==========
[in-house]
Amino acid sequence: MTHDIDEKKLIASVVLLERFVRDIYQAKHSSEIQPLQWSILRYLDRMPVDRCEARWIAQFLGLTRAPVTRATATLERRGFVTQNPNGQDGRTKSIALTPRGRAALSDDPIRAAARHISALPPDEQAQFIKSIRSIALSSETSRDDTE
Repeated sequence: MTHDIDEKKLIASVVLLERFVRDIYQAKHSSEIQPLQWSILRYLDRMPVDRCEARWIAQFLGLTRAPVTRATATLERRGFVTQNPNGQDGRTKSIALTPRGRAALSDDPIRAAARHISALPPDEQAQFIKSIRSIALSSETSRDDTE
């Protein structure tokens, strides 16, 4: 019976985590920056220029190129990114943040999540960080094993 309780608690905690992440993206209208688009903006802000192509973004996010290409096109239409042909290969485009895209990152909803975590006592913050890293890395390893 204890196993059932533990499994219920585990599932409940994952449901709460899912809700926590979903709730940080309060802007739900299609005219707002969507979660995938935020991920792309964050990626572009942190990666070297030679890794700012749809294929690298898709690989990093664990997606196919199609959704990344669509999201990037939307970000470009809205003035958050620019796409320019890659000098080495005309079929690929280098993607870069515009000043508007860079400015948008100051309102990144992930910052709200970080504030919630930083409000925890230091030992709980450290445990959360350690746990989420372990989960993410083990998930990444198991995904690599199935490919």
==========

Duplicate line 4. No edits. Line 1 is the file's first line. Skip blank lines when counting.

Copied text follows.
């Protein structure tokens, strides 16, 4: 019976985590920056220029190129990114943040999540960080094993 309780608690905690992440993206209208688009903006802000192509973004996010290409096109239409042909290969485009895209990152909803975590006592913050890293890395390893 204890196993059932533990499994219920585990599932409940994952449901709460899912809700926590979903709730940080309060802007739900299609005219707002969507979660995938935020991920792309964050990626572009942190990666070297030679890794700012749809294929690298898709690989990093664990997606196919199609959704990344669509999201990037939307970000470009809205003035958050620019796409320019890659000098080495005309079929690929280098993607870069515009000043508007860079400015948008100051309102990144992930910052709200970080504030919630930083409000925890230091030992709980450290445990959360350690746990989420372990989960993410083990998930990444198991995904690599199935490919």